Jump to content

Search the Community

Showing results for tags 'top'.

  • Search By Tags

    Type tags separated by commas.
  • Search By Author

Content Type


Forums

  • Cinematography Forums
    • General Discussion
    • Cinematography News
    • Lighting
    • Camera Operating
    • AC's & DIT's
    • Grip & Rigging
    • Visual Effects Cinematography
    • Grading, DI and Telecine
    • Students and New Filmmakers
    • Cameras Systems and Formats
    • Lenses & Lens Accessories
    • Camera Accessories & Tools
    • Film Stocks & Processing
    • Books for the Cinematographer
    • Cinematographers
    • In Production / Behind the Scenes
    • On Screen / Reviews & Observations
    • Cine Marketplace
    • Business Practices
    • Jobs, Resumes, and Reels
    • Please Critique My Work
    • Regional Cinematography Groups
  • Not Cinematography
    • Producing
    • Directing
    • Sound
    • Editing
    • Off-Topic
    • Forum Support

Find results in...

Find results that contain...


Date Created

  • Start

    End


Last Updated

  • Start

    End


Filter by number of...

Joined

  • Start

    End


Group


Occupation


Location


My Gear


Specialties

Found 2 results

  1. Hi guys, I wanted to find out what techniques people are using to combat/harness overhead light. I've got a scene coming up where there's a bunch of fluorescent fixtures in the ceiling (the only motivation for light in the location) so I'd like to use it as the main source but keep it fairly low-key with nice shaping to the faces. In my previous experience I've found it difficult to achieve a flattering look on the talent (such as the attached image from Skyfall - which works well for the scene but is what I'm trying to avoid). Are there any techniques you employ in your own work to avoid overly shadowy eyes? I thought Rodrigo Prieto's work in Wolf of Wall Street (image attached) was really well handled as there's a nice shaping of light on the faces in what would otherwise be quite a flat looking environment with banks of fluorescents in the ceiling of an office - would he have employed additional lamps from lower angles in conjunction with the practical lights in the ceiling to create a pleasing lighting contrast to the faces? There are a few ideas I've already experimented with such as softening the overhead light with diffusion - which I like but, again, still gives pools of shadow under the eyes. Bouncing the light from below with reflectors softens the contrast of overhead lighting but always feels like an additional source coming from an angle which doesn't feel natural? Maybe I need to be more subtle.. What techniques do you recommend/use in every day situations? I'd be interested to hear advice for all manner of situations (low key, high key, dramatic, experimental, etc). I love Robert Richardson's top-light look but I'd like to avoid this style in favour of a softer, more natural feel for my upcoming project. Thanks in advance! - James.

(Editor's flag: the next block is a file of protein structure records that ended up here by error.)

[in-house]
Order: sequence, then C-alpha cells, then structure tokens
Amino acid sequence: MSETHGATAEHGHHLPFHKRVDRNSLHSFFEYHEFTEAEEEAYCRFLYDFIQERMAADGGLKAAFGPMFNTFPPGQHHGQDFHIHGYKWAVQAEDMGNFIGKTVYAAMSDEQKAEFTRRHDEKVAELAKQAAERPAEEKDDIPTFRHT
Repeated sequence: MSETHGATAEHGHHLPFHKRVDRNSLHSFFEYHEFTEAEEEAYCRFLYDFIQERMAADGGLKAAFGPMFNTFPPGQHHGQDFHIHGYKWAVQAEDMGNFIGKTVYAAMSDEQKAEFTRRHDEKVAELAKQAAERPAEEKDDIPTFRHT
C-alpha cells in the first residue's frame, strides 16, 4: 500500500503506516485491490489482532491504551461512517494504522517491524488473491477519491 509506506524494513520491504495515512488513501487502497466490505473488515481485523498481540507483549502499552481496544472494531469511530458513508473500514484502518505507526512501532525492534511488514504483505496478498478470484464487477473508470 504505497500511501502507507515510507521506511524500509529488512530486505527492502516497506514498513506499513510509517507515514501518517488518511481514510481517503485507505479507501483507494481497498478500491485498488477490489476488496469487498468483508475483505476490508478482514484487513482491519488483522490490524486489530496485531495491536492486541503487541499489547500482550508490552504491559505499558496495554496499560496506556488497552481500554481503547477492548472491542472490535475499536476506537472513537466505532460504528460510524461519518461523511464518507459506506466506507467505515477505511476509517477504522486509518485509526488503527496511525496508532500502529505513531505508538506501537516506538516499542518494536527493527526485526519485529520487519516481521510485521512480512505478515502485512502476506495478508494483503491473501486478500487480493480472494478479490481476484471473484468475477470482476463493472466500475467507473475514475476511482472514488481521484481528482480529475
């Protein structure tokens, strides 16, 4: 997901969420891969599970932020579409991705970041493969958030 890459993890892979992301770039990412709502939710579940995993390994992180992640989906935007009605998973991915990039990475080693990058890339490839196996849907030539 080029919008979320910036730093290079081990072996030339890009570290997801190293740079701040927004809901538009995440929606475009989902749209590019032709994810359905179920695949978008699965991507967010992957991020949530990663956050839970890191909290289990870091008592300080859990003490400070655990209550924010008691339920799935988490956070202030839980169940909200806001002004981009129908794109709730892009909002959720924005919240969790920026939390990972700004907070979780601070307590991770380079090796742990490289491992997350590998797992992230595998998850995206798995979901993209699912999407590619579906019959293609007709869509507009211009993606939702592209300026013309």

2. Hello, I found these two articles about the Top Ten Schools in UK & US. I'm mostly agreed but I wonder what this type of ranking can worth? I mean is this accurate? I know finding an University can be confusing.I know I'm confused myself right now looking for mine. But I wonder.... So In you opinion What are the best school and do you think, this kind of ranking is trustable? Here the links http://talesfromtheargo.com/uk-film-schools/ http://talesfromtheargo.com/top-us-film-schools/ Cheers Guys PS : I read a lot of Bad reviews on MET Film School but apparently now it's recommended by NFTS??? https://nfts.co.uk/sign-me-up/pathways-nfts What do you think of that as well?
×
×
  • Create New...